We did made the mistake we’ve been annoyed (scared?!) about with other vessels making in the past, though: For the first couple of minutes we forgot to have our navigation and steaming lights on! Ugh. Fortunately there were zero other boats around and also we had our underwater lights on, lighting up SV Banksy and the water around us.
This trip was the first time we had put our main sail up in the dark, and it was no problem. We had beautiful stars out, then a nice sunrise, and light and variable wind day. We got to sail almost all day long! YAY! Note: There is a video of the lovely sounds of sailing on Facebook and Instagram if you somehow came here directly.
I wish I could say that I enjoyed this sail more. I did enjoy parts of it. The nausea just really gets old. There was a certain motion when we were surfing, the waves rolling from behind us, and the wind would die… and the boat would slow. And then be picked up and moved forward by the next wave. Bleh. The best way for me to feel better when I get nauseous is to take a nap. So I miss lots of the journey. Ryan thankfully, thoughtfully, single hands. I do wake up for some parts (raising, lowering, gybing, and whenever the nausea subsides for a bit). But I wish I had more time that wasn’t just sleeping to keep the nausea at bay. I tried Sea Bands again this time. I may try Scopolamine this next trip—I have some already. It just has such weird potential possible side effects listed that I've been hesitant to try it. At least my view is always lovely when not feeling so great--the horizon as seen off the deck cushion from SV Banksy:
Along the way, we had been seeing lots of flying fish--they really fly pretty far! We were thinking SV Banksy was likely too far out of the water for them to land on, but we found one on the deck. It was too late to save this little guy:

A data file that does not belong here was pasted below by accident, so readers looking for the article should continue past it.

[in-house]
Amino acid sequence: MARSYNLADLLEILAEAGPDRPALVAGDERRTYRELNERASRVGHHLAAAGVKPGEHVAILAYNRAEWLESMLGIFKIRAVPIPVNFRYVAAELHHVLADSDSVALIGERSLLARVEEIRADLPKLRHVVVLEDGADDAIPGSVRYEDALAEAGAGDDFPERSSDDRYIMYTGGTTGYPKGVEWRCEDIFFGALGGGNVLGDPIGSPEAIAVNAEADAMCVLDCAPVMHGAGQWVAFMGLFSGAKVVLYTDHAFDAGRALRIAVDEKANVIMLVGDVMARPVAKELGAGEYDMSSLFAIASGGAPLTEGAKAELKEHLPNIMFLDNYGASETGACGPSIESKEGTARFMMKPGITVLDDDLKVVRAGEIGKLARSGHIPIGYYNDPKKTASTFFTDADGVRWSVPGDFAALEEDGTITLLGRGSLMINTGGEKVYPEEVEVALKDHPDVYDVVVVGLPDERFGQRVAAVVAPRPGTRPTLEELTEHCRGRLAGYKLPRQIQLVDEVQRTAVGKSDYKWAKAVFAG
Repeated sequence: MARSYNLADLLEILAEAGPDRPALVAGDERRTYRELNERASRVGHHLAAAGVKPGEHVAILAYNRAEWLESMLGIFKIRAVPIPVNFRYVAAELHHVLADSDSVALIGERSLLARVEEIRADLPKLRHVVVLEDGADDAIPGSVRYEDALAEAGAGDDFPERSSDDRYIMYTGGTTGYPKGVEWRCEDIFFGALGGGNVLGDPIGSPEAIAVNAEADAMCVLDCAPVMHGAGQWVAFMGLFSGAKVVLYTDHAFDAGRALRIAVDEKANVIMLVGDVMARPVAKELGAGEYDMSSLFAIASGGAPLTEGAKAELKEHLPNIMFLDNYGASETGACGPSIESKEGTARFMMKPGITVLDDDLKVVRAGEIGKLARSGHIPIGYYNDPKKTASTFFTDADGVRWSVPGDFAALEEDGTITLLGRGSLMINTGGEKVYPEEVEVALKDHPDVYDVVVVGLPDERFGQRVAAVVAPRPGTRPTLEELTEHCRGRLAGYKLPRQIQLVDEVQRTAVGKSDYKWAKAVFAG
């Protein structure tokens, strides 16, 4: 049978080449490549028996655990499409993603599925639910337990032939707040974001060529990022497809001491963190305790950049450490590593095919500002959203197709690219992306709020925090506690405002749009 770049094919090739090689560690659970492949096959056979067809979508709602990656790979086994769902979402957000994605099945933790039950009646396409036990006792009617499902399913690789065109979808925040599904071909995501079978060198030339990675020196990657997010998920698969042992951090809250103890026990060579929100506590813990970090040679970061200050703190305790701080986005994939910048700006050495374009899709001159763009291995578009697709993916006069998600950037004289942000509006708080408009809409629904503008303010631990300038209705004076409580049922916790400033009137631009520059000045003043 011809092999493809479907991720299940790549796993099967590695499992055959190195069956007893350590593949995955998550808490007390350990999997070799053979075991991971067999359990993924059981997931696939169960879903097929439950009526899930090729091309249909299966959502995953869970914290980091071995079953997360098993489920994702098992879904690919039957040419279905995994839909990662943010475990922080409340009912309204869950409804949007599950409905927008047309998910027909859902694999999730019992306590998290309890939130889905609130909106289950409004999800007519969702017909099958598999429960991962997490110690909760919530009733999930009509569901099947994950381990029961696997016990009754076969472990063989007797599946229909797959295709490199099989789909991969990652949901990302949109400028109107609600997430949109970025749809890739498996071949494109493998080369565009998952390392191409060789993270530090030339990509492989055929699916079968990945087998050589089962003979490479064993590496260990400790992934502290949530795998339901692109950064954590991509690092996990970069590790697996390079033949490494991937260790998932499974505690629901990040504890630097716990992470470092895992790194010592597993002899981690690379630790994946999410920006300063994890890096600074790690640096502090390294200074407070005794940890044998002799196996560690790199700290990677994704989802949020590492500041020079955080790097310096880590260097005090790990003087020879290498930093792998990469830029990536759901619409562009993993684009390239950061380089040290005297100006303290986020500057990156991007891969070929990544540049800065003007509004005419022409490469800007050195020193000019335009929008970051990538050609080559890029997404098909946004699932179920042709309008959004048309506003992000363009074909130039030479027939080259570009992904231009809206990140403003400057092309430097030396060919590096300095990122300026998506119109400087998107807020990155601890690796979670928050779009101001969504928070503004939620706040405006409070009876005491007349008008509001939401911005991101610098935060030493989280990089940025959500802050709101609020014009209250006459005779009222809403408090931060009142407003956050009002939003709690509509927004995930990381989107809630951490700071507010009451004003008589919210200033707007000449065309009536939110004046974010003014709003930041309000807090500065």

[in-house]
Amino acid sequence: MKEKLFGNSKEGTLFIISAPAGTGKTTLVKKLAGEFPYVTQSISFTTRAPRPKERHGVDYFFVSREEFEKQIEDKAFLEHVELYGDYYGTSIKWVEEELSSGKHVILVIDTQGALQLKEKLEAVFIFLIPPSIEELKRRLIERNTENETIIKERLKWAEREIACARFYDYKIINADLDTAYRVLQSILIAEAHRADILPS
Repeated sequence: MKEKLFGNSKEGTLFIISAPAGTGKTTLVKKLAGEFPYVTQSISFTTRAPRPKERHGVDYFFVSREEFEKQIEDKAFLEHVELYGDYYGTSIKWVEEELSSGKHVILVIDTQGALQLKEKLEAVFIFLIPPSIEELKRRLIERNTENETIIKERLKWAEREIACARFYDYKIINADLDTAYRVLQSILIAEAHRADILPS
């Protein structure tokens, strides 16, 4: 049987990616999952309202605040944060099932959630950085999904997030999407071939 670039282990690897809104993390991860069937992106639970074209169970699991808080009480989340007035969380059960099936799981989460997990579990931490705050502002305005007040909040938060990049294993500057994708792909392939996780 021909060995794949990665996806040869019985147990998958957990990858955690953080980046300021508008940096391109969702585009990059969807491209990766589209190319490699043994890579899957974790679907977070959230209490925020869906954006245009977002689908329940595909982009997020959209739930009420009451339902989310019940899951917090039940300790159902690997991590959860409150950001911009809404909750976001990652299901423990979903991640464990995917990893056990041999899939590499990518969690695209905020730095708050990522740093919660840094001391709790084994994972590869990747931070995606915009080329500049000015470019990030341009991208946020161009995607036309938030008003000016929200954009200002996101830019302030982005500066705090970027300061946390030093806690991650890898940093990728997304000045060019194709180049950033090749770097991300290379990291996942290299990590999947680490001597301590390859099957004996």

Ryan caught the first fish on the hand line, which was also our first fish while sailing (vs while motoring). Again a small member of the tuna family. Lovely.
When we had to turn into the channel to get to North Bimini marinas, it was the perfect angle to take down the main sail. A lovely coincidence. We motored in using visual navigation along with advice we had received from a couple of written guides as well as from Mark, an anatomy professor we met in Lucaya. Mark was wonderful to hang with a bit and had great stories of sailing, mountain climbing, and more. I wish I had a picture of his dog Wilson, who was very cute and let me play with him a bit—I definitely need some wonderfully silly doggie play time. Thanks for the connection and advice, Mark. Hello, beautiful Bimini!
Southern Parts of North Bimini Island: Alice Town
So we are currently hanging out and exploring the island of North Bimini. We have walked around a bit, along the gorgeous beaches and interesting roads. We have also rented a golf cart, like the other hundreds of tourists that are here by cruise ship (x3). We are docked at a marina in the quieter area of southern North Bimini island, in Alice Town, where more locals live. We may try an anchorage nearby when we head out, but the winds when we were coming in were not going to be favorable for anchoring on the west side of the island.